Self-employed parents and child support

Child support amounts are calculated based on the parents’ incomes. But how do you figure out income for child support when a parent doesn't have regular employment income? The following information can help parents who work on contract, operate as sole proprietors, or are involved in the "gig" economy. It doesn't apply to parents who have incorporated companies.

Not necessarily. Line 15000 might not accurately reflect a self-employed parent's income for the purposes of the federal child support guidelines.

For people who are self-employed, line 15000 is their gross income (all the income they received) minus their business expenses. But deductions that are acceptable for income tax purposes might not be considered acceptable for calculating child support.

For example, cell phone expenses or home office expenses might not be an appropriate deduction for child support purposes because the parent personally benefits from the cell phone and the home office. This means they're also ordinary living expenses, so some of those expenses could be added back to the parent's income.

The court uses a common-sense approach to decide which expenses should be added back into the parent's income to calculate child support.

The parent claiming business expenses must show that they're reasonable deductions for the purpose of calculating child support. They might need to provide documentation to prove this.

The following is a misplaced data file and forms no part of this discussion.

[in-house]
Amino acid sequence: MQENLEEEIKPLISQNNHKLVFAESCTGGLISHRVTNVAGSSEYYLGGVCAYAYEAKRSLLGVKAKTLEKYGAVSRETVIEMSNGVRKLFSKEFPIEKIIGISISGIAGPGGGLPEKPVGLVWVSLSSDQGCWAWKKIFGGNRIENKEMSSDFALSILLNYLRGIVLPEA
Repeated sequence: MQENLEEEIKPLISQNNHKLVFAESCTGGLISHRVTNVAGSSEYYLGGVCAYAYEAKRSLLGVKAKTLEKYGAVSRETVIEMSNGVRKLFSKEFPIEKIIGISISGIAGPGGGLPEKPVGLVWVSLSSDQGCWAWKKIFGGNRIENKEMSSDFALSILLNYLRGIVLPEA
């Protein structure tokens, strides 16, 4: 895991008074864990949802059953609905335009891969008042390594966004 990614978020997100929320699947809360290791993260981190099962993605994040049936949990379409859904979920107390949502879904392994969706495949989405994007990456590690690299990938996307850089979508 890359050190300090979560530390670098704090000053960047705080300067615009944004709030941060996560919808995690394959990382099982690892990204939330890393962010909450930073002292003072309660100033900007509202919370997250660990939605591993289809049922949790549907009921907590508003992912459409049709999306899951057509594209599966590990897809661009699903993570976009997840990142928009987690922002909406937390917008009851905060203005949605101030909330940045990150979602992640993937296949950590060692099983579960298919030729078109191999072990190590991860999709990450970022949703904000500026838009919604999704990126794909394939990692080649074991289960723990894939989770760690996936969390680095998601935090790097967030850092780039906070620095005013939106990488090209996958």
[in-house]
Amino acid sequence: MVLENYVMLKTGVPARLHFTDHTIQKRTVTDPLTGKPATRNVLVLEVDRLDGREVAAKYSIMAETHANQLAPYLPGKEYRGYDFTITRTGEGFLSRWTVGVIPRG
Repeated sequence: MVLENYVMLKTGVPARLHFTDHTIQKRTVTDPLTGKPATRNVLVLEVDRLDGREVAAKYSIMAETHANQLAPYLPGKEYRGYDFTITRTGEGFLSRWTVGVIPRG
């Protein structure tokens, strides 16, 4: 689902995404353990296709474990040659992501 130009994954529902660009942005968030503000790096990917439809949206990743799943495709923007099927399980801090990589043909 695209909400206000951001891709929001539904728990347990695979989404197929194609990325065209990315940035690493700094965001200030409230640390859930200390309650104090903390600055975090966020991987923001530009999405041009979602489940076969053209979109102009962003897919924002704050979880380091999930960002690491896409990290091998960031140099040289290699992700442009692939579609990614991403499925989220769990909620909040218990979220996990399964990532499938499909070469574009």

If a self-employed parent’s income amounts change from year to year, it's common to look at the last three years of income tax returns to get a more accurate financial picture for the purposes of calculating child support.

The parent claiming business expenses must show that they're reasonable deductions for the purpose of calculating child support. They might need to provide documentation to prove this.

If a self-employed parent’s income amounts change from year to year, it's common to look at the last three years of income tax returns to get a more accurate financial picture for the purposes of calculating child support.

For income:

  • Total income: Line 15000 shows a person’s total income. For self-employed people, this is their gross income minus business expenses, before taxes are deducted. For regular employment income, it's gross income before tax deductions. (Gross income means all the income received, before any deductions or credits are made.)
  • Income broken down into types/sources: Types of income are listed in lines 10100 – 14700. This includes all types of income or benefits the person received. For example, employment income, rental income, and pension income.
  • Self-employment income: Lines 13499 – 14300 list gross and net self-employment income.
    • Line 13499 is the gross income. This figure is the total income that was brought in by the business. Expenses and costs have not been deducted from this figure.
    • Line 13500 is the net income. Expenses and costs have been deducted from this figure.

For business expenses: